So I’ve been watching the Dodger’s mechanical approach at the plate with mattingly as their hitting coach. Something struck me as very odd. I watch Joc Pederson, Crawford, Yasiel, Ethier and several others use an athletic leg with forward movement that generates tons of torque and a beautiful, powerful and productive swing. It’s interesting after seeing several awful videos in which he has been featured teaching kids to swing down and generally be unathletic through the hitting movements. Don Mattingly’s hitters do the opposite of what his book and videos preach… What’s more interesting is that Joc Pederson’s leg lift… Read more »

Ethan
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Ethan

I was wondering what the bat angle should be.

Gus
Guest
Gus

Hello thank you for the article I was very pleased to find this I am a seventh grader who went to a baseball clinic today. My “coach” told me I was gripping my bat wrong and told me to find five MLB players who gripped their bat this way. I have some news for him.

Thanks -Gus

Chas Pippitt
Editor

Gus,

This is my favorite comment on the site…ever…

Chas–

jason
Guest
jason

Thanks for the article. Good info, although i cant say i agree or disagree with your technic. I always preferred a modified grip somewhere in between knocking knuckles and the box grip. It was most comfortable for me and the grip that worked best for me. I also preferred to swing down through the ball (not to say thats right or wrong, just what was most successful for me). There are plenty of major league hitters that swing down through the ball. My point is, every hitter needs to find what works best for them. There is no absolute right… Read more »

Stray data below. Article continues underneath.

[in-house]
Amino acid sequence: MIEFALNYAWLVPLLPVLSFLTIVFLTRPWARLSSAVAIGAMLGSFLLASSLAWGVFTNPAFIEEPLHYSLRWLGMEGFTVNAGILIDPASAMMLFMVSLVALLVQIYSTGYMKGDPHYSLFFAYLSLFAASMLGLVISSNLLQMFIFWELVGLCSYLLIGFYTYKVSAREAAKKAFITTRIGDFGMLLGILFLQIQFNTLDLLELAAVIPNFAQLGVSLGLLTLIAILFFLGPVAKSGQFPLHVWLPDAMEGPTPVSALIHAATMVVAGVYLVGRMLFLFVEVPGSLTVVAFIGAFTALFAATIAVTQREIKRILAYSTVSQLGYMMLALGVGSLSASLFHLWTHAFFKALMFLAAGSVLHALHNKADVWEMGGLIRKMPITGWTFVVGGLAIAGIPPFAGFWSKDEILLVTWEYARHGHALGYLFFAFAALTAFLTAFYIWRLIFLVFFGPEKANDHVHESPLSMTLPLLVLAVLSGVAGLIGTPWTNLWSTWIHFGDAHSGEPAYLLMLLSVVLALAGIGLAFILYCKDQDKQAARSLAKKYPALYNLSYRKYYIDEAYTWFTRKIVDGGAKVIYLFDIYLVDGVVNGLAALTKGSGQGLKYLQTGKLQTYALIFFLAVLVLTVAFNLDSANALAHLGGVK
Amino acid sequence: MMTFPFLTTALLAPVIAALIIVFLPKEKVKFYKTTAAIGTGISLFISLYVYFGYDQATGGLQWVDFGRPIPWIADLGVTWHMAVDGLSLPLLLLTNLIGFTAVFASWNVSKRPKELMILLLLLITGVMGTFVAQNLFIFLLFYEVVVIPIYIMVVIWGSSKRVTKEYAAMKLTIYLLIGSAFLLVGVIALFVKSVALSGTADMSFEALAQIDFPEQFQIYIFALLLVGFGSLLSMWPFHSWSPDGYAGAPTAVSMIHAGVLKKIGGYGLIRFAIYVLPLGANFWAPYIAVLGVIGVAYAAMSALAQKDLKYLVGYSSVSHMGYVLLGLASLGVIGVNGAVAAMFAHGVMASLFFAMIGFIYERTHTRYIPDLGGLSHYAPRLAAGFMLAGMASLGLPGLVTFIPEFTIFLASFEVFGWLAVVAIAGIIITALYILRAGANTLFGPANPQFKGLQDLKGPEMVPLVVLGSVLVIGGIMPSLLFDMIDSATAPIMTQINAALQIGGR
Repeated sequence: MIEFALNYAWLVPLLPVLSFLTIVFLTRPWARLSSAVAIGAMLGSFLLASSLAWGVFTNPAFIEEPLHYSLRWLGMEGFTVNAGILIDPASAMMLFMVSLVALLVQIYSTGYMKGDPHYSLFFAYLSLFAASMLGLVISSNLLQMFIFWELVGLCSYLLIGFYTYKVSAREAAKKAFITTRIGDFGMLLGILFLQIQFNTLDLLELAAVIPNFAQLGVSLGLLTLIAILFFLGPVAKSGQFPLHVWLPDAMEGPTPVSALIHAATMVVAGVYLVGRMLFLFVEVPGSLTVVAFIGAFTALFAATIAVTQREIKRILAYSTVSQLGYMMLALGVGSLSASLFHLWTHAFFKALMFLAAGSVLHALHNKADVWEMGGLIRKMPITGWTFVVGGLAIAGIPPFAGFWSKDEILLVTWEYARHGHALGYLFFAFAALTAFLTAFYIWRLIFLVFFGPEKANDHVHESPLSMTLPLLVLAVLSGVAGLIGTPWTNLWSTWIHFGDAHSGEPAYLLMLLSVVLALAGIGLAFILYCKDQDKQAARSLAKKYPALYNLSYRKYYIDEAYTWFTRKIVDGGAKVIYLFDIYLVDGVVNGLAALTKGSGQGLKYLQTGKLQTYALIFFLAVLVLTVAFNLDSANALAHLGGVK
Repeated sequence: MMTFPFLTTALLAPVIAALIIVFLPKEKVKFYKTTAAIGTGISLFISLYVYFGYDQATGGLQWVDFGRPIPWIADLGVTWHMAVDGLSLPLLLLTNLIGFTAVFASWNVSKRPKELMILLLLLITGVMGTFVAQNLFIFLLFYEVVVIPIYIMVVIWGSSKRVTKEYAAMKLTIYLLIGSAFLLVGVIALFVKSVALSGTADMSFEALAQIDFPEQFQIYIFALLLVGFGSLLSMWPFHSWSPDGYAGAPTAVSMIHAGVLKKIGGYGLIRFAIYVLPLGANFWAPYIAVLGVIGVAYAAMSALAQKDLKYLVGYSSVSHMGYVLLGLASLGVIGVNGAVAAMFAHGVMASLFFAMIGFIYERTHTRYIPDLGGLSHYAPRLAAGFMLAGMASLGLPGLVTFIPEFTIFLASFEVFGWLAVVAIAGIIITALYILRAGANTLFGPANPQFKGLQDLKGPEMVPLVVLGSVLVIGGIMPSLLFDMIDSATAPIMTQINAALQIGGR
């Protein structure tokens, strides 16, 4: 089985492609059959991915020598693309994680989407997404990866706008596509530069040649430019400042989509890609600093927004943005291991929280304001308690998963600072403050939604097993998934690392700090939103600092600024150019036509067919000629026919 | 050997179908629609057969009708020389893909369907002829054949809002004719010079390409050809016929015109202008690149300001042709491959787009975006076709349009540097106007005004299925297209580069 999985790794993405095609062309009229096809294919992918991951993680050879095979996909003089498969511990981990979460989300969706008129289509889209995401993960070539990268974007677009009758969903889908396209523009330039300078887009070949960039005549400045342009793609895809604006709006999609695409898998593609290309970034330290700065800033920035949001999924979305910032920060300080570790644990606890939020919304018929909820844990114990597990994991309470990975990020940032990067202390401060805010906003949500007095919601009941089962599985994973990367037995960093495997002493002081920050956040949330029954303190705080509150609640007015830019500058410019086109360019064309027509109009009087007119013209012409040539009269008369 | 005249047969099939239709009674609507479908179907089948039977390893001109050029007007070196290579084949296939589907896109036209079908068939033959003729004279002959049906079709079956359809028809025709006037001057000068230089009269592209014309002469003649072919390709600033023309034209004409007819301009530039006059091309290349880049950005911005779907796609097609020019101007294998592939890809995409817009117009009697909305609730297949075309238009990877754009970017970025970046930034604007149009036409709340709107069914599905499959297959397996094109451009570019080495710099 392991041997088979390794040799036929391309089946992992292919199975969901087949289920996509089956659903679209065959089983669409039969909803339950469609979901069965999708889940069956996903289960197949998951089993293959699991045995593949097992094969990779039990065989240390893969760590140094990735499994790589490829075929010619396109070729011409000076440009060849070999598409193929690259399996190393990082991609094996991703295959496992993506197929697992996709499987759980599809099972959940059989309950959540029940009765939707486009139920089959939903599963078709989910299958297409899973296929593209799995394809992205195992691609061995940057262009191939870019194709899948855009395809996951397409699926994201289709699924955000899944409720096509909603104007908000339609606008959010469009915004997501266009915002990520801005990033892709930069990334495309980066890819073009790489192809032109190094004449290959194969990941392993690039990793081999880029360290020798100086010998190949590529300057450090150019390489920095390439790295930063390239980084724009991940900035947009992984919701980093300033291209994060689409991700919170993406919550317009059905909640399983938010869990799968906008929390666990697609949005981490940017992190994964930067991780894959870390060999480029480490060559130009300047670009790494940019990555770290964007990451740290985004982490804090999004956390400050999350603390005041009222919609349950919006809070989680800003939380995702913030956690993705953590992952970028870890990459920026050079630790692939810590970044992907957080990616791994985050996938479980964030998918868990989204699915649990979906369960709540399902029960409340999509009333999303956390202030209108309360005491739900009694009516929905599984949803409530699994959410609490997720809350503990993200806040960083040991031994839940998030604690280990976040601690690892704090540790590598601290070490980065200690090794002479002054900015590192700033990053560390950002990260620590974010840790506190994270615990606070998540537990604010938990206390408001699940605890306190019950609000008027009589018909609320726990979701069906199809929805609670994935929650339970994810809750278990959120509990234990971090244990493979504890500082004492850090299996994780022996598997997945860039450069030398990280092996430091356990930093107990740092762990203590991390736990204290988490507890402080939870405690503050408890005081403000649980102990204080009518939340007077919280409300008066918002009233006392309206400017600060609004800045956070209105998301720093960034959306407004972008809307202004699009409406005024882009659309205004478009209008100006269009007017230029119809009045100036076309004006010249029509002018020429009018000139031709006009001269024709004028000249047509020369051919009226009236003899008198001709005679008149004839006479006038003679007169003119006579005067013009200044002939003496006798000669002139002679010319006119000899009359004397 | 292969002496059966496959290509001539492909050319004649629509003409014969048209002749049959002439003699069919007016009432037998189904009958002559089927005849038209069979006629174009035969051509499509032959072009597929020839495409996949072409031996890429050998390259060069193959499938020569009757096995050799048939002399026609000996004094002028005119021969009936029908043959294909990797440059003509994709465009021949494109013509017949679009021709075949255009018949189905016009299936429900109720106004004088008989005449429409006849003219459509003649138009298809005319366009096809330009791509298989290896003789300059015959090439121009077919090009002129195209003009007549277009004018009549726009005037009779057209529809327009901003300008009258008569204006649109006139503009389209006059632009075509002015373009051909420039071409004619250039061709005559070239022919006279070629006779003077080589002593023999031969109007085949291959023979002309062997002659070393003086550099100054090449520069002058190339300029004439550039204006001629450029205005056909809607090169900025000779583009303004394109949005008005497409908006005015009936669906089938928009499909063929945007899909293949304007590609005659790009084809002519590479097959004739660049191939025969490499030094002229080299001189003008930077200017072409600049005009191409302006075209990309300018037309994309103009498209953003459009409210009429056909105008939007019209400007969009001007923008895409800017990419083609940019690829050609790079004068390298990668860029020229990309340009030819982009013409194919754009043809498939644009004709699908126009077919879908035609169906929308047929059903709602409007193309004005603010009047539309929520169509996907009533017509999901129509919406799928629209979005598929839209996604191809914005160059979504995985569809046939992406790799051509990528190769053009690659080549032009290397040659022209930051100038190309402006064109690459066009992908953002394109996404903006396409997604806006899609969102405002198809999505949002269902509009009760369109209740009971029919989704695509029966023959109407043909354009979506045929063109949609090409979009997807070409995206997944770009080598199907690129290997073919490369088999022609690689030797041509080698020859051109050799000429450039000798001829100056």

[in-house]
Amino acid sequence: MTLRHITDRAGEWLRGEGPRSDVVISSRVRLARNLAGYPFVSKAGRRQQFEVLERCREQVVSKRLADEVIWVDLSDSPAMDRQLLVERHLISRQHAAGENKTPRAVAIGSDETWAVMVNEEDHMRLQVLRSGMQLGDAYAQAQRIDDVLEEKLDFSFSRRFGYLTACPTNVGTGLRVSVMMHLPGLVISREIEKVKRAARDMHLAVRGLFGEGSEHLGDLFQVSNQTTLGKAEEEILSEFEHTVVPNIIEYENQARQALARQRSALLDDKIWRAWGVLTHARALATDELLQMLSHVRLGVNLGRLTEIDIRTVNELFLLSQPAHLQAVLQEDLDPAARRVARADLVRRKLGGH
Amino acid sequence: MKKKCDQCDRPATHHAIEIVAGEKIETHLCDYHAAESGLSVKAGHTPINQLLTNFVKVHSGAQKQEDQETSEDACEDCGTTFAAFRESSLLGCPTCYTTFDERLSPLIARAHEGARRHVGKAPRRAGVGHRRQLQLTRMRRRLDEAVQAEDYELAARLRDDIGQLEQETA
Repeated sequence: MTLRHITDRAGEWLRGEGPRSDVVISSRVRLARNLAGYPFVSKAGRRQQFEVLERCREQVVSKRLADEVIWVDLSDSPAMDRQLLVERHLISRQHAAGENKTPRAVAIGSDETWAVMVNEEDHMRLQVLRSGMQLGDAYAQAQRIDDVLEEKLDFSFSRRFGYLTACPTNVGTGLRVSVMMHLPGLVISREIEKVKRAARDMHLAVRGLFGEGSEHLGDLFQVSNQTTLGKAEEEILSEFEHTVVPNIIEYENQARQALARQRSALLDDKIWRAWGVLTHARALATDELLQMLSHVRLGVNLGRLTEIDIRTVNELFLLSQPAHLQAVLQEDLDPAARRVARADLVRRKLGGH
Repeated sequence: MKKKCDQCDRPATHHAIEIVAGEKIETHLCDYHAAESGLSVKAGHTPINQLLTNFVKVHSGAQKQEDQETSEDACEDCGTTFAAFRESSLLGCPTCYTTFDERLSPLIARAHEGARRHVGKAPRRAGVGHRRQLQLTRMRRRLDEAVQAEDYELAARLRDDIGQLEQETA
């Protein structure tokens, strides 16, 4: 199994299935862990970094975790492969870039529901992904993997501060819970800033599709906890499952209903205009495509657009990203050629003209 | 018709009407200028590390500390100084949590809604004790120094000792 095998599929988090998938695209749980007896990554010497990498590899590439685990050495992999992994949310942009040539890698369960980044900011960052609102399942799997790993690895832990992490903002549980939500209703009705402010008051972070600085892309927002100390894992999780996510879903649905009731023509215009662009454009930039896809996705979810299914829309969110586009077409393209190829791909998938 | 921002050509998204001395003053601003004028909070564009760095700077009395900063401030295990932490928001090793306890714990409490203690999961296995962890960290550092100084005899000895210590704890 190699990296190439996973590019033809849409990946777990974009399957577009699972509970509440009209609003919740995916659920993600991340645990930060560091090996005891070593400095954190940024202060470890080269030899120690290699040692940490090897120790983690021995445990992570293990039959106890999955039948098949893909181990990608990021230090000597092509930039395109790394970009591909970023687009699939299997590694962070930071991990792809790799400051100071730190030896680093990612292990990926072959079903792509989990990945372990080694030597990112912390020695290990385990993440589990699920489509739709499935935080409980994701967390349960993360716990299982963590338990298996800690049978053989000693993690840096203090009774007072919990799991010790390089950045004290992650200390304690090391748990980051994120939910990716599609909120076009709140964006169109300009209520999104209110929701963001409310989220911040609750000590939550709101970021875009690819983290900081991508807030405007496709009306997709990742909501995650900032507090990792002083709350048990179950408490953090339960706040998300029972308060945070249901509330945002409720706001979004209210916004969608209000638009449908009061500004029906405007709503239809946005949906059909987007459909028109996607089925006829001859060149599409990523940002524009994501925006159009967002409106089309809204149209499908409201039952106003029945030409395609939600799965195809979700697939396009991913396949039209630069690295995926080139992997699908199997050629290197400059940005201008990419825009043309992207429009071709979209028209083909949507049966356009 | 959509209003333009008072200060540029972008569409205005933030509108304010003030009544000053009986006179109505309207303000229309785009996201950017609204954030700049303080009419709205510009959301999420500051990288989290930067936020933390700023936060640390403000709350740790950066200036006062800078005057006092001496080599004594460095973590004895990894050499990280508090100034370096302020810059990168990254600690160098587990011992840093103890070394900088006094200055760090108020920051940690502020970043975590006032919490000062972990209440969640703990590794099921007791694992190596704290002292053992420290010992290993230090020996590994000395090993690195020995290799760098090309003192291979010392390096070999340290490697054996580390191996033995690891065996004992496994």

Bill
Guest
Bill

This initial grip on the bat is the key to avoiding BAT DRAG, in my opinion, even if later during the forward swing the middle knuckles move a little towards one another. With this grip (for a right handed hitter) there is less bend in the right wrist, and therefore less of a tendency (or no tendency) for the back elbow to prematurely collapse towards the front elbow since the right wrist is already in it’s natural and most comfortable position. And then later during the forward swing when the middle knuckles move slightly towards each other and the elbows… Read more »

Bill
Guest
Bill

Thank you for the response. I think the distance between the elbows may inevitably decreases ever so SLIGHTLY as the bat approaches the ball, but I admit I could be wrong. In any event, my own personal experience is that if I TRY to keep my elbows a constant distance apart throughout the entire swing it is almost impossible to make a bad swing. And I think holding the bat at the BEGINNING of the swing with this so-called ax grip is an excellent way to keep the elbows separated. Whenever i experiment with a more conventional starting grip involving… Read more »

Evan Smallwwod
Guest
Evan Smallwwod

I have taught hitting for over 25 years, I have kept up with the changes and I never use major league players as examples. I use D1 college Teams to help the kids have a visual. I have seen this method but it’s not close to the other grips used. Most if not all the pro are long ball hitters 1st and Avg. 2nd. I have had players use this grip and I did not try to change them but they struggled for certain pitches; especially for the low outside pitch. I use the door knockers or slightly turned in.… Read more »

KhalilBell722
Member
KhalilBell722

Does an Axe bat help with axe grip?

JK Whited

Khalil,

It can. We have a few players that really like the Axe bat for that reason but you can still have an ax-like grip with a normal bat.

Tjcase
Guest
Tjcase

Gabe, l agree that the preferred grip should strive to align the the door knocking knuckles of the bottom hand between the bottom and middle knuckles of the top hand. Positioning the knuckles so that the middle or door knocking knuckles align perfectly is overtaught and should be avoided. However, to call the preferred grip an “axe” grip is only going to confuse the issue. A bat handle is round. An axe handle is oval. Anytime you grip an axe handle your middle knuckles will always automatically line up. This will happen every single time. I’d suggest that you visit… Read more »